The Japanese never again attempted to reinforce New Guinea from Rabaul
BATTLE OF BISMARCK SEA
The month of March saw the 38th settled into 17 mile Airdrome, but still operating with only two Squadrons. It was to be a very busy month for both the 71st and 405th. The Japanese had lost the battle of Buna and were running short of supplies due to the incessant raids by the 5th AF on supply dumps and harbor installations at Lae and Finchaven.
The harbor at Rabaul was crowded with shipping and search planes were constantly monitoring the sea lanes for Japanese convoys attempting to re-supply Lae and Finchaven. On the 1st of March a B-24 located a large convoy of eight to eleven large merchant vessels being escorted by eight destroyers. The 2nd of March the convoy was located and attacked by B-17s and B-24s and two freighters were claimed sunk or damaged. The survivors were picked up and taken to Lae by destroyers. When the battle results were in after the 4th of March, they were the lucky ones.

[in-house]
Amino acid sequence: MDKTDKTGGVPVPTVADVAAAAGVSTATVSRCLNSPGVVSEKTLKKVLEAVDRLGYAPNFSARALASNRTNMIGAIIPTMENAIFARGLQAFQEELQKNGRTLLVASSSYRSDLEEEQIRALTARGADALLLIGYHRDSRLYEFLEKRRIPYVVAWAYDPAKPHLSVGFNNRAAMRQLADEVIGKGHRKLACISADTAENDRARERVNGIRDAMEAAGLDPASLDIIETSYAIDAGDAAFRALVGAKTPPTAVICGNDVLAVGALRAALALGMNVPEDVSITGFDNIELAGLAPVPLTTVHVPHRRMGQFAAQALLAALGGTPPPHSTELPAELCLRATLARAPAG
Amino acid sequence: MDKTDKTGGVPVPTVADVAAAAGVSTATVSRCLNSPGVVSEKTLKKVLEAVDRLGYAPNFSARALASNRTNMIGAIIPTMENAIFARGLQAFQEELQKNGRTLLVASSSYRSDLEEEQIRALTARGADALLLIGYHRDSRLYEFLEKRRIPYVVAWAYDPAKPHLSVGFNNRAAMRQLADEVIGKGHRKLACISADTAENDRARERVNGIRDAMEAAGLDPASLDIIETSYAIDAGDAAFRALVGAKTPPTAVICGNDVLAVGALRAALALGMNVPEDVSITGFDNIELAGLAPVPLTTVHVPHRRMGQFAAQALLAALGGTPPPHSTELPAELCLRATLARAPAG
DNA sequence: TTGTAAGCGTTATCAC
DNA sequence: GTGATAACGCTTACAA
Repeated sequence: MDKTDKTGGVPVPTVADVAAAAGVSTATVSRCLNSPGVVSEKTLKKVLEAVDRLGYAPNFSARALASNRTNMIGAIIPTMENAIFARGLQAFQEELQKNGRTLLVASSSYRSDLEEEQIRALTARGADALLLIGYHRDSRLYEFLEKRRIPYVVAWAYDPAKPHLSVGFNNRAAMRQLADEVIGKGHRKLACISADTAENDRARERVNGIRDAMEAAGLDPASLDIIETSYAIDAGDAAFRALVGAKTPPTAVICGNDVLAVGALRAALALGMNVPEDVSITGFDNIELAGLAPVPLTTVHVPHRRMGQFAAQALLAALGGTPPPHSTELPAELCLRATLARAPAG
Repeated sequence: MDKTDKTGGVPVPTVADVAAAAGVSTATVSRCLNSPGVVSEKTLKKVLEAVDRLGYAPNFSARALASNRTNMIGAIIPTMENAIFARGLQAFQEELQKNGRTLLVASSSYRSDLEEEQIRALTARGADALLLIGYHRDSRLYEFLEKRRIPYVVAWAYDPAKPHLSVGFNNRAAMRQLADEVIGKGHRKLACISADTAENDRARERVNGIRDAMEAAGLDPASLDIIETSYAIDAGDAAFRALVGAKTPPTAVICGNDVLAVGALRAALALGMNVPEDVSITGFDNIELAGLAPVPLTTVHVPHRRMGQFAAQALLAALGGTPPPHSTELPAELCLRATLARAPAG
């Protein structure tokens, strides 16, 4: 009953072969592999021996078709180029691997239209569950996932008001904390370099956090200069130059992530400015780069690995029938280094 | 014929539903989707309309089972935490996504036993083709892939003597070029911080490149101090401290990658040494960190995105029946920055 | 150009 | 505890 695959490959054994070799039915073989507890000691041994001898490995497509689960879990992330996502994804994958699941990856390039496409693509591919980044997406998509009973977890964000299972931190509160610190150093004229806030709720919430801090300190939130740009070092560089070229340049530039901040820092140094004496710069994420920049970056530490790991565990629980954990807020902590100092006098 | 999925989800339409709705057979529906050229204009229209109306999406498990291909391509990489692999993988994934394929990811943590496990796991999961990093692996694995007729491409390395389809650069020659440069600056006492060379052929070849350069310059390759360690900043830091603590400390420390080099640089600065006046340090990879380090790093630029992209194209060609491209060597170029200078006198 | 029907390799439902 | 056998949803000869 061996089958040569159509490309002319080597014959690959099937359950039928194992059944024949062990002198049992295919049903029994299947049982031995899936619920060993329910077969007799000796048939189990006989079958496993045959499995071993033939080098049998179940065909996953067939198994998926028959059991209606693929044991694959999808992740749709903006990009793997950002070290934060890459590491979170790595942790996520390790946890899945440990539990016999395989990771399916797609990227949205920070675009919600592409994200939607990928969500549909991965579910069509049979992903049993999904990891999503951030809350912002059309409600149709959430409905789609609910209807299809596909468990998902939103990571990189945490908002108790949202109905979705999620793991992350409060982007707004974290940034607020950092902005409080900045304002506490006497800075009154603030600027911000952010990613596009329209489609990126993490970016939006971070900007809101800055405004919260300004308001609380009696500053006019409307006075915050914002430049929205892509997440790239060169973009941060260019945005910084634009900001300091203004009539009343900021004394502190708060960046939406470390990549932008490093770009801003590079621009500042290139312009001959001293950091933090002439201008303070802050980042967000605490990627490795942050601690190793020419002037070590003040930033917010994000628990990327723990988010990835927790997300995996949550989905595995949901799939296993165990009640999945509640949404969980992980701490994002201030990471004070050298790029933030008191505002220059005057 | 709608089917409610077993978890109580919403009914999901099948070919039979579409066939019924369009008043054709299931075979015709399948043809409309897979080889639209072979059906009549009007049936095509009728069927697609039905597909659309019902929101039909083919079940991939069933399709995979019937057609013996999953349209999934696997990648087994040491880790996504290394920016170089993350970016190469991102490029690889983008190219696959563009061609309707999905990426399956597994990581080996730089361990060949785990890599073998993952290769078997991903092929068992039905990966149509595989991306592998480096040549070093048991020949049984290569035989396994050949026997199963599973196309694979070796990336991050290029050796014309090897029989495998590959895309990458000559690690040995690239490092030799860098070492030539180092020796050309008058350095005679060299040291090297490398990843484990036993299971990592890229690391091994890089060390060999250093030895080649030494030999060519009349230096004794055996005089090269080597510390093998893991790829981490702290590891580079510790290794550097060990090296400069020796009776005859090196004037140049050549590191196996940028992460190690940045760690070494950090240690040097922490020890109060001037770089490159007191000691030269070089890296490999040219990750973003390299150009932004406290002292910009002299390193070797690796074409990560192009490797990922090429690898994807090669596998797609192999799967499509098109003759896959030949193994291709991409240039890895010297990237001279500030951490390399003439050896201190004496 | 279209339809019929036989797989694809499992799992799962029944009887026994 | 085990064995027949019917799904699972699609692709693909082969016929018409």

The third of March found the planes of the 38th armed and ready to join the largest combined group of B-17s,B-24s, Australian Beaufighters, a-20s and B-25s that had ever been organized by the 5th AF. The Heavies were to bomb at 8500 feet , the 71st was to bomb from 5,000 ft and the 405th and four squadrons of A-20s and B-25s of the Third Bomb Group plus Beaufighters of the Royal Australians Air Force were to strafe and skip bomb the flotilla. The Third Bomb Group had A-20s and B-25s that had been converted to Strafers by Pappy Gunn and they were to prove their worth with a vengeance.
The first day of the month shows the 405th flying a 2 hour and thirty minute photo mission to Morobe and 90 photos were taken. The same afternoon the 405th launched one plane on a search mission. No missions were flown on the second day of March. The morning of the third the 71st and 405th each launched seven (7) B-25s each loaded with four 500 pound bombs, each fused with 5 second delay fuses.
One of the 405th planes had to turn back, but the remaining 13 planes flew the Owen Stanley’s without mishap and the 38th joined the armada attacking the Huon Convoy. The P-38’s were flying top cover and kept the Japanese Zeros away from the bombers for the most part although the B-17’s were attacked and two planes were lost.